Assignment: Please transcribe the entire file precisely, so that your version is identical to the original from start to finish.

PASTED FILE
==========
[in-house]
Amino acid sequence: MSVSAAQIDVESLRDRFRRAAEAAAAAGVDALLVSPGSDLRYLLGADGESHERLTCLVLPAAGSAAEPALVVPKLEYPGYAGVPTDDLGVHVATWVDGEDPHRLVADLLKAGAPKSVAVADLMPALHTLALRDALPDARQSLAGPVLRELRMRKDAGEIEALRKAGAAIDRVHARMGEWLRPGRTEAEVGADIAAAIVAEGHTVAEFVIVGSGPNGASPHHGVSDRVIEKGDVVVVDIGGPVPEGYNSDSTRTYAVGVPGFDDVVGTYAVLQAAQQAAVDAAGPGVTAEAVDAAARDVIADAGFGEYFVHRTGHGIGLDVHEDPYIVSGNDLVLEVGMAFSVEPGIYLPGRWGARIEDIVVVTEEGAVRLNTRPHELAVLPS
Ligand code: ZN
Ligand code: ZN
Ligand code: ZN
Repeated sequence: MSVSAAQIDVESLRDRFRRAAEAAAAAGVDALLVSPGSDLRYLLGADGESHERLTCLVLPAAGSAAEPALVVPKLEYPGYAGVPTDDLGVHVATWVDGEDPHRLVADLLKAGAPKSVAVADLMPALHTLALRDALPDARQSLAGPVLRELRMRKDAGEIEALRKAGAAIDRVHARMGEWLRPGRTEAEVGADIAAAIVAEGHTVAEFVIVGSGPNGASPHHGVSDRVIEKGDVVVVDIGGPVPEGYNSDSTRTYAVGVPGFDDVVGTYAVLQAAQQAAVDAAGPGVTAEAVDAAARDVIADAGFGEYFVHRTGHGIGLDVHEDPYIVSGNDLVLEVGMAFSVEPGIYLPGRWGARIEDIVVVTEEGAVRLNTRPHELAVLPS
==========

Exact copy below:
[in-house]
Amino acid sequence: MSVSAAQIDVESLRDRFRRAAEAAAAAGVDALLVSPGSDLRYLLGADGESHERLTCLVLPAAGSAAEPALVVPKLEYPGYAGVPTDDLGVHVATWVDGEDPHRLVADLLKAGAPKSVAVADLMPALHTLALRDALPDARQSLAGPVLRELRMRKDAGEIEALRKAGAAIDRVHARMGEWLRPGRTEAEVGADIAAAIVAEGHTVAEFVIVGSGPNGASPHHGVSDRVIEKGDVVVVDIGGPVPEGYNSDSTRTYAVGVPGFDDVVGTYAVLQAAQQAAVDAAGPGVTAEAVDAAARDVIADAGFGEYFVHRTGHGIGLDVHEDPYIVSGNDLVLEVGMAFSVEPGIYLPGRWGARIEDIVVVTEEGAVRLNTRPHELAVLPS
Ligand code: ZN
Ligand code: ZN
Ligand code: ZN
Repeated sequence: MSVSAAQIDVESLRDRFRRAAEAAAAAGVDALLVSPGSDLRYLLGADGESHERLTCLVLPAAGSAAEPALVVPKLEYPGYAGVPTDDLGVHVATWVDGEDPHRLVADLLKAGAPKSVAVADLMPALHTLALRDALPDARQSLAGPVLRELRMRKDAGEIEALRKAGAAIDRVHARMGEWLRPGRTEAEVGADIAAAIVAEGHTVAEFVIVGSGPNGASPHHGVSDRVIEKGDVVVVDIGGPVPEGYNSDSTRTYAVGVPGFDDVVGTYAVLQAAQQAAVDAAGPGVTAEAVDAAARDVIADAGFGEYFVHRTGHGIGLDVHEDPYIVSGNDLVLEVGMAFSVEPGIYLPGRWGARIEDIVVVTEEGAVRLNTRPHELAVLPS